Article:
Two distinctly different approaches to a decades-old dream will soon become a reality.
One of the biggest disappointments for an entire generation of us who grew up reading the likes of Popular Science or Popular Mechanics was the often touted dream of the flying car. With the exception of the hovercraft, the flying car is one of the most commonly predicted and anticipated ideas not coming to fruition as a mainstream commercial reality.
Now in 2012, several companies are working on this idea with one in particular coming to market later this year. So what seemed so far off the mark at the time of the millennium, now, a little over a decade later seems like a soon to be actualized reality.
Terrafugia is the brainchild of inventor Carl Dietrich and is first out of the gate with it’s Transition to be manufactured by years end. Dietrich has a PHD in Aviation/Astronomics from MIT and founded Terrafugia in 2006 in Woburn, MA. The company began making test flights with a prototype by 2009, and as of 2012 is ready for manufacture albeit planning an initially modest 10 vehicles before years end.
The vehicle has 4 wheels and can almost be thought of as a road-worthy aircraft that has a 600 mile range on the ground and 400 mile range in the air. The wings are retractable in minutes, but it should be noted that the Transition does require a runway to take off. So we are still some ways away from the dream of the direct takeoff from the street that many of us envision. The vehicle runs on regular petrol and will be classified as a Lite/Sport aircraft meaning that it could be flown with a relatively modest 20 hours of flight experience. In this way it’s a direct beneficiary of the FAA’s 2004 creation of this class of aircraft which is more accessible and less regulated then more commercial or heavier class private aviation. The FAA’s move to this end was in part to promote flying by making getting a pilots license easier and to encourage innovation. Since the 2004 regulations went into effect, well over 100 types of sport and recreational aircraft have seen the light of day. Numerous people who might not otherwise have flown are now taking to the skies including Chip Yates, who recently set an electric plane speed record.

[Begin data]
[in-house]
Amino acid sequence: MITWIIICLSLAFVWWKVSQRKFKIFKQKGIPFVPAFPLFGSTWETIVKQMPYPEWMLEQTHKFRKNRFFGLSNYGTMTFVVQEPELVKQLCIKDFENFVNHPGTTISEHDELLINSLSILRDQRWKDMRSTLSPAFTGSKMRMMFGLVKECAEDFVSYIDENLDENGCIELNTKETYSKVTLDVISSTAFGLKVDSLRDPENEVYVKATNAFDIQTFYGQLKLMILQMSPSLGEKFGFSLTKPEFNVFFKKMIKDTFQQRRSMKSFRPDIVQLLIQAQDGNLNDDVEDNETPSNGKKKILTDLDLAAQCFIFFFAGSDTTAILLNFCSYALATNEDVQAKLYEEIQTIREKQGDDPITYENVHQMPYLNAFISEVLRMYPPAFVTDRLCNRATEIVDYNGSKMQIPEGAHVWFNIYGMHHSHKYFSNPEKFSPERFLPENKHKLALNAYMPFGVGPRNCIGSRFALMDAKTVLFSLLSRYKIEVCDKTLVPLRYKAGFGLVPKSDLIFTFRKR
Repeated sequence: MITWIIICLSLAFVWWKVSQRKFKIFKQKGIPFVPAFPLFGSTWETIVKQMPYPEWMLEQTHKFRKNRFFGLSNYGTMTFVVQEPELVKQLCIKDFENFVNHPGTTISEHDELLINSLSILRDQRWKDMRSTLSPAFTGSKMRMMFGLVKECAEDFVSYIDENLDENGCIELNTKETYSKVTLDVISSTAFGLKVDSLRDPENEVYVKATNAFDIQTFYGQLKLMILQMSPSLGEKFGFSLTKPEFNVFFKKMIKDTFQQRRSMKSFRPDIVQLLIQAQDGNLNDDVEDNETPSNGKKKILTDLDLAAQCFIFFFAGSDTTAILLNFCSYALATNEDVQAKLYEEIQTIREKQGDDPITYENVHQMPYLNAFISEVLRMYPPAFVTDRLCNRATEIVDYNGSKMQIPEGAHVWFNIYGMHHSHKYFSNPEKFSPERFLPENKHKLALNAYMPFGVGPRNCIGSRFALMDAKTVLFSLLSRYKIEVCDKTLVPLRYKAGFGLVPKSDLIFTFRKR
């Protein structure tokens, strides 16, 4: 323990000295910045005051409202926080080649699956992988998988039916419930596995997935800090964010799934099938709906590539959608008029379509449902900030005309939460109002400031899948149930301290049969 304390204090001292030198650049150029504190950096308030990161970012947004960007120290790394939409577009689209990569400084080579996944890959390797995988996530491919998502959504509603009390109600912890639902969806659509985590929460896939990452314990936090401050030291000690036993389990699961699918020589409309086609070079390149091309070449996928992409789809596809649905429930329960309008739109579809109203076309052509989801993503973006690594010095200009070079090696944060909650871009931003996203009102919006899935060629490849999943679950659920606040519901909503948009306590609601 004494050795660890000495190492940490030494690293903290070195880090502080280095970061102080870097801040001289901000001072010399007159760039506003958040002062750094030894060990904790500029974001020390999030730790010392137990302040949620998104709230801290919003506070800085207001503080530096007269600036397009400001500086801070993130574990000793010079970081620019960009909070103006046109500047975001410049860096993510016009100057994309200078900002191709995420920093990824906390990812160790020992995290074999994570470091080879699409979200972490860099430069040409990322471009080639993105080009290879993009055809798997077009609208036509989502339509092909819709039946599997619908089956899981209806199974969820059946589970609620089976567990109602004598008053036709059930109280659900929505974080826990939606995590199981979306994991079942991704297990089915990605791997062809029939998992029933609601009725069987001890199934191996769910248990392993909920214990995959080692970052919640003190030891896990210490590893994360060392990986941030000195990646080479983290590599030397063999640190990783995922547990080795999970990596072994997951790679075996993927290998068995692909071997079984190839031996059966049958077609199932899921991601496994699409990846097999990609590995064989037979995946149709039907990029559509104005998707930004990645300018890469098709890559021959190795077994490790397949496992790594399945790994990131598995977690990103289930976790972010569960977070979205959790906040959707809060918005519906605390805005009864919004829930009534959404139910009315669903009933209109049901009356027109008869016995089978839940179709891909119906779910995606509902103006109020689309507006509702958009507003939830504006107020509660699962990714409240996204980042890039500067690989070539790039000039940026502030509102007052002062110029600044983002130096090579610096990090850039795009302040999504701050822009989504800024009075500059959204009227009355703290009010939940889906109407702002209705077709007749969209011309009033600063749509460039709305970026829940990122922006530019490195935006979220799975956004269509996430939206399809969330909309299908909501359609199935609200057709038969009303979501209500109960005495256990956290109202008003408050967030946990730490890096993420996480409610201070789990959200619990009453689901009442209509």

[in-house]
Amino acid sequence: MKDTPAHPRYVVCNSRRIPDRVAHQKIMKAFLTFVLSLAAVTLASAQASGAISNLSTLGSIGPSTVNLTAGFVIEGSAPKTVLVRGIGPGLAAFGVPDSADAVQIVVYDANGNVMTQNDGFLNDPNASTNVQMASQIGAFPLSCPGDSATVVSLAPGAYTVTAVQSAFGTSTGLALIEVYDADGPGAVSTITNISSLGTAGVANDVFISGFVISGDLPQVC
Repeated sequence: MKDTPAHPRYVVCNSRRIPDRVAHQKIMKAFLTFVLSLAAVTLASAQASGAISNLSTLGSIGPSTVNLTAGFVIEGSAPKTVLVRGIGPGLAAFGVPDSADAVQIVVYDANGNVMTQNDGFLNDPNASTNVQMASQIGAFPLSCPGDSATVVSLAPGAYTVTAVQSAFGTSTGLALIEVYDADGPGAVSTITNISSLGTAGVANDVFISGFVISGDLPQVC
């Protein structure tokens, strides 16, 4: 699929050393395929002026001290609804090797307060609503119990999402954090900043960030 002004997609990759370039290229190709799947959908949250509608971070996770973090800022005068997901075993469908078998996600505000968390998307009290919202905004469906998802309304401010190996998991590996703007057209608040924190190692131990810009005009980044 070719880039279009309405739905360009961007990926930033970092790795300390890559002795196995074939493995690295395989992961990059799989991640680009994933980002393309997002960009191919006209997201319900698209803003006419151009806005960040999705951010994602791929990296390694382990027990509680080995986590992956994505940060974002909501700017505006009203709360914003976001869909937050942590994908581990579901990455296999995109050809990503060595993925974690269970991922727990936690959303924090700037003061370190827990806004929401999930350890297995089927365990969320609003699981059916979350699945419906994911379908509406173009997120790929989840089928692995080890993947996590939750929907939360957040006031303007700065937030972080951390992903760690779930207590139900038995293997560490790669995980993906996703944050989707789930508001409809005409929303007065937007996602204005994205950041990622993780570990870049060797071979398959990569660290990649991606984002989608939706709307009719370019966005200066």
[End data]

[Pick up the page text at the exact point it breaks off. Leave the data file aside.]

The Transition holds two people including luggage and will be priced at $279,000 and over 100 have been reserved.
Meanwhile in the Netherlands, a Dutch company called PAL-V has successfully completed test flights on it’s own three wheel flying car of the same name. The PAL-V canbe thought of as more of an enclosed motorcycle and is reported to have a motorcycle like road feel that boasts a ground fuel economy of 28 miles per gallon. The single seat vehicle has a helicopter like appearance but can be properly termed a gyrocopter in that a small rear mounted propeller provides forward momentum while a larger rotor provides lift. The PAL-V has a 213 HP rotary engine which runs on unleaded gas and has top speed of 120 miles per hour and a range of over 300 miles. It would be able to convert from car to gyrocopter in 10 minutes and would be able to fly at altitudes of up to 4000 feet. The company expects it to come to market in 2014 for a price of about $300,000.
In a sense neither of these may be regarded as the true skycars we look forward to, in that they both require a length of runway to take off. However they both represent important steps toward this reality. With the steady move forward in GPS, positioning systems and control
systems, we may by the next decade see a true skycar capable of literally taking off from the street or driveway. While many of us welcome and look forward to both of these vehicles coming to market there are some issues of reservation that must be acknowledged. The cold hard reality is that a significant amount of bad driving occurs on the worlds roadways and the notion of extending this to the skies may result in more injury, damage and fatality. In this sense everything that’s applicable to driving on roadways becomes more acute in the air in that flight requires a cognizance of three directions at once. Before a true democratization of the sky can take place it will require that control systems become more computerized and capable of autopilot like guidance which would make it easier for non-pilots to guide these types of aircraft safely. As these issues are addressed further and a more self flying computer control system become a reality we can soon see flying become as commonplace as driving.